Friday, October 16, 2009

Granholm Honored as National Education Policy Leader of the Year

Kathy Barks Hoffman nailed it right away. "Bittersweet". Yes, it surely is, when you realize that between the Great Recession and our cowardly legislators, public education is going to take a major hit in Michigan, and exceptional, award-winning policy will stop or go into hibernation due to lack of spine from those we have trusted with our future development.

The reason I'm such a strong supporter of this governor is because deep down I know she's right about damn near everything when it comes to policy. The two-penny service tax plan was the correct way to go, and business groups and others are finally coming around to that way of thinking. Renewable energy jobs are one of the fastest growing sectors in the national economy, so that's what she has pursued. Same with life sciences and health care and advanced manufacturing. The movie industry brings jobs and investment, and perhaps even more important, tons of free national publicity that will draw the creative class to our state and keep our young people here. The list is endless, these are just a few things off the top of my head.

One of the most crucial things for both quality of life and economic development in any state is education. From early childhood education through college and beyond, or, specialized training in these "new economy" growth sectors - not only do we need education to compete nationally, but it's a must to compete globally. We all know this.

Today, the National Association of State Boards of Education, a "nonprofit association that represents state and territorial boards of education, serves as a vital resource for states in the areas of research, policy development and skills training", named Governor Granholm "Policy Leader of the Year". Looking at the list of the things that they cited, your heart kind of breaks to realize that our Legislature is going to cut a lot of these items to the bone, either because they slavishly serve the "drown government" Bush Republican teabagger crowd, or they want to use these horrible cuts to, oh, let's say, make their own run for governor. The tragedy is ours, though. We are on the right track, and they are going to derail the train to serve their own selfish interests.

  • Expanding preschool programs and creating a public-private partnership, the Early Childhood Investment Corporation, to improve early childhood care and education;

  • Adopting some of the most rigorous K-8 content standards and high school graduation requirements in the nation;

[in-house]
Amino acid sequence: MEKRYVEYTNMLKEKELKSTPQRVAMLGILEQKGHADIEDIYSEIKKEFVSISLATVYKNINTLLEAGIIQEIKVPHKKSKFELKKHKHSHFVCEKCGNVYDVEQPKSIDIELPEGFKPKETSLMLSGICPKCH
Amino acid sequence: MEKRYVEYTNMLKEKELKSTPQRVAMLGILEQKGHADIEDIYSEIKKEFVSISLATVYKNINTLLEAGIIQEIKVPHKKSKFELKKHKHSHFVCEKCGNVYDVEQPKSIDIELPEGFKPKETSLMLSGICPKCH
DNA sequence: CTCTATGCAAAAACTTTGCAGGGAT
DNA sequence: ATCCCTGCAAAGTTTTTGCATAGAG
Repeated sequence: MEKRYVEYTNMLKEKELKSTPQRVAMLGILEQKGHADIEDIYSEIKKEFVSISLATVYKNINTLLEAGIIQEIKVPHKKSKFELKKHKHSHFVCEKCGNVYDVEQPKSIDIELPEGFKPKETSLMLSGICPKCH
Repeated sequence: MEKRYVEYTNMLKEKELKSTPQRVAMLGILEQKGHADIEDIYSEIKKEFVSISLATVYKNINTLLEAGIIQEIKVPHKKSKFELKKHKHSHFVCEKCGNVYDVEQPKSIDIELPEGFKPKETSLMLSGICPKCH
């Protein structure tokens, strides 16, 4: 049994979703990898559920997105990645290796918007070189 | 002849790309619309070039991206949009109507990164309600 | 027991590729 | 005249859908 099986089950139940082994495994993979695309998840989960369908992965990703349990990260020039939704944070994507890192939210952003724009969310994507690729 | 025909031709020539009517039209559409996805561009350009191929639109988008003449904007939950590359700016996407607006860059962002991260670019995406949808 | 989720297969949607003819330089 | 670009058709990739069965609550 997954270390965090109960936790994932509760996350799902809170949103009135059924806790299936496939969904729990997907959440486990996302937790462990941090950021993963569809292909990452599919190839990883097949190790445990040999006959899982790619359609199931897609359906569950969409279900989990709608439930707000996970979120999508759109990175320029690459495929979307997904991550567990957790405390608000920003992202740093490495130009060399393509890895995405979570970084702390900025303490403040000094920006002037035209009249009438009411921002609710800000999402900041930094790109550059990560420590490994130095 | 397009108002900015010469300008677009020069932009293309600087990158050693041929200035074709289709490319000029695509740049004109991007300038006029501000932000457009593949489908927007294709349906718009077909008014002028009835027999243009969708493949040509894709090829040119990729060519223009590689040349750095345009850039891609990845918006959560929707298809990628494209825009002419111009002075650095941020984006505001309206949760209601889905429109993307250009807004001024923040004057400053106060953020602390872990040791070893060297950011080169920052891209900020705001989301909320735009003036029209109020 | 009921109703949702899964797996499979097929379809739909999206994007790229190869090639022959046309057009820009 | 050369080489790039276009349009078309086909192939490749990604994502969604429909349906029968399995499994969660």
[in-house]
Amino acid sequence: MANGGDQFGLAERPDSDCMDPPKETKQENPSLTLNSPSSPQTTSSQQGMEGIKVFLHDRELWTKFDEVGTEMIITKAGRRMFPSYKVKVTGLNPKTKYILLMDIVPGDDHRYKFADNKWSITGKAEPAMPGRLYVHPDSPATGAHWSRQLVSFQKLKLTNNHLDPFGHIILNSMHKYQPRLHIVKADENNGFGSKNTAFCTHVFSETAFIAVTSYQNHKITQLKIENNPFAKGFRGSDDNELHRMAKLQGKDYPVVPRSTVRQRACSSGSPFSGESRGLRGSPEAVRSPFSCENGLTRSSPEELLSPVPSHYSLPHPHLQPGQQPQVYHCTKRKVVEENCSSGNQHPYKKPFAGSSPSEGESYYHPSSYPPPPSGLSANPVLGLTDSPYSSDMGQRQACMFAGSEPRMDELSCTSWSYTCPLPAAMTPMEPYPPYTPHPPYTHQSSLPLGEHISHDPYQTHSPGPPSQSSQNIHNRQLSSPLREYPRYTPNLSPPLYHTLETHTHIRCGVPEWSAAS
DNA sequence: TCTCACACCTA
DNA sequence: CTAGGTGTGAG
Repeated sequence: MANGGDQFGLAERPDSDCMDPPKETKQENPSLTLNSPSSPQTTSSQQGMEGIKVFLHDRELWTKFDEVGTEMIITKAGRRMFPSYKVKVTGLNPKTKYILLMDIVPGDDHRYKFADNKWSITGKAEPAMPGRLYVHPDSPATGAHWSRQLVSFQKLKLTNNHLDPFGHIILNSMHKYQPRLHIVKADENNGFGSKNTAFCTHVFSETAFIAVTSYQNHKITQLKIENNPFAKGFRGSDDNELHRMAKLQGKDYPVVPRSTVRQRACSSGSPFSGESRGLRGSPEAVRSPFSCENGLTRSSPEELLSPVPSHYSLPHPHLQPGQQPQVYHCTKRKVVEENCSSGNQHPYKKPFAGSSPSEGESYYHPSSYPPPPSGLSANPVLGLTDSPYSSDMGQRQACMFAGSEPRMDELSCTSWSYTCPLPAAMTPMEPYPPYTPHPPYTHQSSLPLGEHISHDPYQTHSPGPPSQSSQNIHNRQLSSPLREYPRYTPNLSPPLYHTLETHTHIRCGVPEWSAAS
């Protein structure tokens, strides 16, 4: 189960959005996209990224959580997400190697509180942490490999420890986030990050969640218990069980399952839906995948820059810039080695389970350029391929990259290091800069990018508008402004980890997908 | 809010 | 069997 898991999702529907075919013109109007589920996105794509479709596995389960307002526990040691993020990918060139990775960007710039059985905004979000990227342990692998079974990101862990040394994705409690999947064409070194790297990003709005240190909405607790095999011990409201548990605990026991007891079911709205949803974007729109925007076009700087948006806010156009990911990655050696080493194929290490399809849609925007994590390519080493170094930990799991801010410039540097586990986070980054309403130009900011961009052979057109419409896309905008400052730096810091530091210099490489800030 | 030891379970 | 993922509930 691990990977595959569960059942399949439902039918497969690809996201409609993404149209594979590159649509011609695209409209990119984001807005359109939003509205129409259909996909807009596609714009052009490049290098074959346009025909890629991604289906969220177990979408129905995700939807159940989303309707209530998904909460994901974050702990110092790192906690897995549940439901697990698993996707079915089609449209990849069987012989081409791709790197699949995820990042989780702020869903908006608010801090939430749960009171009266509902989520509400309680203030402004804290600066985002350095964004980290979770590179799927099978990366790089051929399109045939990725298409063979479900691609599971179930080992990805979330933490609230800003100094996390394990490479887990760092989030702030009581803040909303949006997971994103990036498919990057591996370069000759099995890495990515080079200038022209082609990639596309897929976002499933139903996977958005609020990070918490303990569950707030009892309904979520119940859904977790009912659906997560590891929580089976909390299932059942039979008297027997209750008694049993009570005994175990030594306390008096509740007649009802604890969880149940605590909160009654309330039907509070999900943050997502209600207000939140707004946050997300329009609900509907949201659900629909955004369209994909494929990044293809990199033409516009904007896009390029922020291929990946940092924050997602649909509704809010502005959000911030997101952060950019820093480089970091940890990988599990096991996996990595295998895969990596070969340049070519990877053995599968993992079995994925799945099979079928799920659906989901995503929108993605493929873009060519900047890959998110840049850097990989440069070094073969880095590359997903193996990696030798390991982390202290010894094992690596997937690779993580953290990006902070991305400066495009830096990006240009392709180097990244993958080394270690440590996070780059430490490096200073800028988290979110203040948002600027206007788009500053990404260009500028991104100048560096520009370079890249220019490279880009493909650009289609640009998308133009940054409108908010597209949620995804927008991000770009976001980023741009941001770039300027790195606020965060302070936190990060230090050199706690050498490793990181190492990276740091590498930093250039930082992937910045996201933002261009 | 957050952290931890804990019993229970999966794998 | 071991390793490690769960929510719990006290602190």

• Creating the Michigan Promise scholarship - the first universal college scholarship - which sets the expectation that students will continue their education beyond high school;

  • Establishing Promise Zones, new public-private partnerships in 10 Michigan communities with high poverty rates, that will guarantee all children the financial support to obtain a college degree;

  • Developing the Michigan College Access Network, another public-private partnership, linking Michigan communities together to help more students not only attend college but also to succeed in earning degrees and other credentials;

  • Launching the No Worker Left Behind job-training program in 2007 that provides qualifying participants two years of free tuition up to $10,000 at any Michigan community college, university or other approved training program. This month, enrollment in the program topped 100,000.

  • I believe that some money was put back into early childhood in the budget, but it is taking a cut. The Republicans wanted to cut it completely. The Promise Scholarships, you know the story there. The Promise Zones are part of law and don't tap additional expenditures as far as I know, but I wonder how those fare with the monster cuts that are coming to K-12. It hasn't come up, and I'm not sure exactly how the funding works. The College Access network is about the increased sharing of information on financing and training programs, again, that one hasn't come up either. No Worker would have been cut to almost nothing, but the feds stepped in and saved our sorry souls there. Thank God. These are the things that Governor Granholm is currently fighting for, to try and restore at least some funding to the budget - along with other big issues like public safety and health care as well.

    You have seen the answer from Mike Bishop. "No!", as he stomps his feet and pouts and threatens to leave veto money on the ground, all the while still refusing to do his job and turn in the six remaining budgets. Dillon simply left town yesterday, a working day mind you, to attend a business luncheon on - get this - "The Future of Michigan’s Economy". The irony there is beyond words. The House still hasn't addressed the K-12 revenue issue, even though Bishop claims that they will pass the "rob the poor and give to business and create a bigger deficit later" tax cut plan.

    Knowing how this has all gone down, they probably will vote with the Republicans to do just that. And we can sit back and watch it all go up in flames. One of the biggest raps on the governor has been that she is "too damn nice" and hasn't been "tough enough" with the Legislature, and she should have pushed for tax increases - and I would agree with that, to some extent - but she shouldn't have to bully these guys into supporting common sense policy such as funding public education. Get real here. These are adults, supposedly. It should be a given.

    Someday, we will look back and remember how we were on the path to prosperity with exceptional policy such as the things listed above, and how politics ended up knocking us off the track. Perhaps then we will learn from our mistakes, elect leaders who will put the state before personal ambition, and get back in the game.

    We are going to need to make up for the lost time we suffered courtesy of the 95th Legislature.